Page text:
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Conditions and Outcomes Patient Engagement RPM

Providing More Connected Care through RPM

Optimize Health | 15 November 2022
4 minute read

Remote patient monitoring provides a unique ability for providers to connect with patients outside of traditional office visits and strengthen bonds with their patients. Monitoring nurses speak with RPM patients multiple times each month and many patients may receive calls or messages every day about their readings and progress.

Delivering Patient-Centered Care

Increased patient communication makes patients feel more connected to their providers. As a result, they become more invested in improving their own health. One patient in Optimize Health’s Clinical Monitoring service said, “Thank you so much for checking in and caring for me. You’re not only taking care of me, but also spreading hope and well-being to my family and friends too. My care team is awesome–thank you all.”  

From a practice manager’s perspective, Melanie Brinkley at Kidney Disease Consultants says that their RPM patients are more consistent in taking their blood pressure readings because they know that someone is expecting them each day. “RPM has actually allowed us to deepen relationships with our patients. When they know we’re monitoring them everyday and that Cindy is going to call them, our patients want to participate and do the right things all the way around now.”

By giving providers and care teams a way to stay connected and daily care, RPM patients are engaged in their own care, encouraged by their improved results, and have deeper relationships with their care team. 

RPM Accelerates Better Patient Outcomes

Staying more connected and communicating more often with patients also helps to improve patients’ health outcomes. Since RPM allows for real-time access to patient vital signs each day, providers and monitoring teams can see much more quickly when a patient starts to trend in the wrong direction and intervene before a critical event can take place. 

For example, an Optimize Health monitoring nurse discovered that one of her patients had an intermittent very low heart rate. She escalated the readings to the patient’s provider, who then scheduled an office visit and identified that the patient needed a pacemaker. The patient was quickly scheduled for the surgery before their condition deteriorated, likely saving the patient from an ER visit or hospitalization.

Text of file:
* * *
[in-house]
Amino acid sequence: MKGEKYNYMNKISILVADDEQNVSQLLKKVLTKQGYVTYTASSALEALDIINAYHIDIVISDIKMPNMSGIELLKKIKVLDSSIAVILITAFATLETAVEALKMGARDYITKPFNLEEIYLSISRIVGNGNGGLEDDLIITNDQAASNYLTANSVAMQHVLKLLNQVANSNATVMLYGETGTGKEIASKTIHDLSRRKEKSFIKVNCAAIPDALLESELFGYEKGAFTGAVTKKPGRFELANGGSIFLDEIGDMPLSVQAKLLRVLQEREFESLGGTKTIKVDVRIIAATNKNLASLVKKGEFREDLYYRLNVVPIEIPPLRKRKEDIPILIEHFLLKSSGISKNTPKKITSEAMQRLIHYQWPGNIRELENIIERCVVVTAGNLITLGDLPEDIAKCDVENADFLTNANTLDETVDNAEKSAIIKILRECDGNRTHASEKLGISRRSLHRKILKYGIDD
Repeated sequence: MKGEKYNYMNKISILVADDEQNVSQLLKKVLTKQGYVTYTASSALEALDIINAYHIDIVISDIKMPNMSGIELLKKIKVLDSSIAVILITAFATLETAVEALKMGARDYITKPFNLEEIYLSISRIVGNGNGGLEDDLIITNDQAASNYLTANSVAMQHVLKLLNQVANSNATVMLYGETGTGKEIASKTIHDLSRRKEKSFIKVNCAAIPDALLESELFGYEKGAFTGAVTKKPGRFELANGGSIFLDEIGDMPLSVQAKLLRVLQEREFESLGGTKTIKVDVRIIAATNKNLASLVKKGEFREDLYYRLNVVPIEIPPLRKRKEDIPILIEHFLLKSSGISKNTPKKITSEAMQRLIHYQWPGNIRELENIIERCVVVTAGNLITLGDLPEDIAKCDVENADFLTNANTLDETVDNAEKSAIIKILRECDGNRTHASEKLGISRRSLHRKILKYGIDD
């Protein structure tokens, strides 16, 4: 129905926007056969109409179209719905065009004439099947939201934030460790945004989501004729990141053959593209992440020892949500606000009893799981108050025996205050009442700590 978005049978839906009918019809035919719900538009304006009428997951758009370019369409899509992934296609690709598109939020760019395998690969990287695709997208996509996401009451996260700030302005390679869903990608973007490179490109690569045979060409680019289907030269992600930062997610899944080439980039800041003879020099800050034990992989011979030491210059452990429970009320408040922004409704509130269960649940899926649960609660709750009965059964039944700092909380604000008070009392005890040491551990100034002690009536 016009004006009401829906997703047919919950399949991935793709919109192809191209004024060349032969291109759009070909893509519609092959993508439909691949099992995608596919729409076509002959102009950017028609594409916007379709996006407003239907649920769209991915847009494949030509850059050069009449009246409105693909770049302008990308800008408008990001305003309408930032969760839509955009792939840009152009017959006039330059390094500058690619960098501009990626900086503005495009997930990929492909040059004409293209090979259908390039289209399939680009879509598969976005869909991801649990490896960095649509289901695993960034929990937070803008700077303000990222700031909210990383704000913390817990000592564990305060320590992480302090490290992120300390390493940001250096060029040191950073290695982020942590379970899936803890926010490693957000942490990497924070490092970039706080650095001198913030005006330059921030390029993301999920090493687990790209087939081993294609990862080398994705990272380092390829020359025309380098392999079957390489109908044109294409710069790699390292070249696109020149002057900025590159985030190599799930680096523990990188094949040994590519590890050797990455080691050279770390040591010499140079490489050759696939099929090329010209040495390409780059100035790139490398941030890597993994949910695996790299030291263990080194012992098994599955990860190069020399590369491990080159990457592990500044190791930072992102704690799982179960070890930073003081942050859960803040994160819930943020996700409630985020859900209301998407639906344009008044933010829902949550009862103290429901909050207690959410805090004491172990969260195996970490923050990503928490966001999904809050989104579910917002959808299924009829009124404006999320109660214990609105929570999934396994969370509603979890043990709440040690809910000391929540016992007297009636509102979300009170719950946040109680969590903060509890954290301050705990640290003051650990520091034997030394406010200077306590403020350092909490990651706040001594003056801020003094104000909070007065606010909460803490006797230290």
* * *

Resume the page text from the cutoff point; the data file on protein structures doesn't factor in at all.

In addition to preventing critical situations, RPM has also improved patients’ ability to make health-centered decisions. Daily results and frequent check-ins allow care teams to provide continuous health coaching and help patients understand how their diet or decisions can affect their health. As one practitioner in Chicago explains, “We call [our RPM patients] at least once or twice a month to check-in and then go through our list of questions, and what we’ve seen is that if they’re answering for the fourth week in a row that they’ve eaten fast food and also have high blood pressure, it starts clicking for them that the two are correlated, and they stop eating so much fast food. So now, we’re able to use RPM to help them better understand their health, and as a practice, we’re able to bill for 40 or 60 minutes per patient.”

Treating the Whole Patient

The connected, ongoing relationships that RPM facilitates also allows for a more holistic, preventative approach to treating patients. Mental health can impact physical health, but with limited and infrequent office visits, additional needs outside of physical health can be difficult to uncover or address. But because RPM facilitates frequent patient communication and relationship building, care teams have more opportunities to assess the total patient and help in a new way. “Some of our patients don’t have anyone at home to help them, so it takes some stress off and provides them some comfort in knowing that we’re seeing their readings daily,” a practice manager said. 

Similarly, an Optimize Health nurse was monitoring a hypertensive patient who routinely took her readings and medication, but still had very high blood pressure. As the two got to know each other and had ongoing conversations about the patient’s diet and life, the nurse uncovered signs of anxiety and depression. She worked with the patient’s primary care physician to refer her to mental health support. As the patient’s mental health issues were addressed, the patient’s blood pressure began to decline.

Ready to Connect with Your Patients in a More Meaningful Way? 

RPM allows providers to connect with patients outside of traditional office visits. If you want to learn more about successful monitoring strategies – even if you have limited staff – check out our free guide, Remote Monitoring Best Practices Guide: How to Effectively Monitor RPM Patients in 4 Steps.  Or set up a call with one of RPM experts to see how RPM can strengthen your patient relationships.